- What do you mean by ‘local’ and how do you ensure properties are always let to local people?
‘Local’ is defined as the parish in which the rural exception site is located. Prospective households can qualify as local through residence, employment or family. The exact criteria, such as length of residence, are determined by the Local Authority. The lettings system for affordable housing changes for rural exception sites. When people join the Housing Register their level of need is assessed and they are allocated to a Band on a scale of A to D with A being the highest level of need. Priority is then given to the household on the highest band. However, with a rural exception site households with a local connection are the highest priority. Therefore, even a household on Band D with a local connection would take priority over a household on Band A with no local connection to the parish. If there is no suitable applicant with a local connection a cascade policy operates whereby applicants are considered from neighbouring parishes. Only if there is no suitable applicant from a neighbouring parish would applicants from elsewhere in the local authority be considered. Regardless of this outcome each time the property becomes available the lettings priority reverts back to people with a local connection to the parish.
- Why can’t we have a local lettings policy on other affordable housing?
Local Authorities can apply a local lettings policy to other affordable housing developments in special circumstances. However, local authorities have a statutory duty to support people in housing need and their approach generally prioritises those considered to be in the greatest need.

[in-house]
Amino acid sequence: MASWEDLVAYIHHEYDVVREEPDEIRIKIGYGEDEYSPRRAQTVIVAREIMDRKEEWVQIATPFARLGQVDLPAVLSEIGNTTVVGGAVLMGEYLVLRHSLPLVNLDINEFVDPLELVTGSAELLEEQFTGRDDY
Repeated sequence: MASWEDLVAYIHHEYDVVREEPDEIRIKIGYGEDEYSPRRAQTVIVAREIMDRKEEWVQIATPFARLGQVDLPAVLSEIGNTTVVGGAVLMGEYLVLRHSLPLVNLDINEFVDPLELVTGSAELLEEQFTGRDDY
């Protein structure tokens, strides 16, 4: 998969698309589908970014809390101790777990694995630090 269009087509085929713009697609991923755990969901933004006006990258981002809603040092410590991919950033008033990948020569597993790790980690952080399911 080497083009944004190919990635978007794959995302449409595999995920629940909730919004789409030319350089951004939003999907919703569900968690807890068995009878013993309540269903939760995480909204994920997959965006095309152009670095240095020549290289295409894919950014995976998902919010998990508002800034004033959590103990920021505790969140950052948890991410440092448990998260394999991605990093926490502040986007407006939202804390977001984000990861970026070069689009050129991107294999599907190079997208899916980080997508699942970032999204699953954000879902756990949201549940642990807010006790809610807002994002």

- Where can you build rural exception sites?
Rural exception sites normally abut a village boundary. They are an exception to planning policy and do not set a precedent for other amendments to village boundaries. Planners prefer sites to abut the village boundary to ensure they don’t create an in-fill opportunity between the site and the boundary. Rural exception sites can be located in the Green Belt. However, a sequential test may be required to demonstrate that the site chosen is the most suitable site available and other planning policies will also remain in force. However, only parishes classified as DPAs automatically have conditions attached to the s106 agreement to control long term tenure and lettings policies.
- Who builds and owns Affordable Housing?
Most affordable housing is built and managed by Housing Associations. Housing Associations are independent, not-for-profit social businesses set up to provide affordable homes for people in housing need. They vary in size from less than 10 houses to more than 100,000; they manage both rented and shared ownership houses; and, they often provide a range of related and supporting services such as training, child care and community centres. Community-led housing initiatives such as Community Land Trusts are a small but growing feature of the affordable housing agenda. You can find out more at http://clteast.org/. Community Land Trusts often work in partnership with Housing Associations.
- How big are rural exception sites?
The largest rural exception site in Cambridgeshire is 39 properties (Heslerton Way, Barrington). However, 10 to 15 properties is much more typical. Even smaller schemes – 2 to 6 properties – are likely in small parishes. The scale should always be commensurate with the scale of the village and local housing need.
- Do rural exception sites just include affordable housing?
Traditionally rural exception sites could only contain affordable housing. However, the NPPF allows Local Authorities to be more flexible and allow some market housing where this would facilitate the delivery of affordable housing. Local Authorities in Cambridgeshire all have their own individual approach to this. Affordable housing will always comprise the majority of housing on a rural exception site.
- Why are private houses needed to make a scheme viable?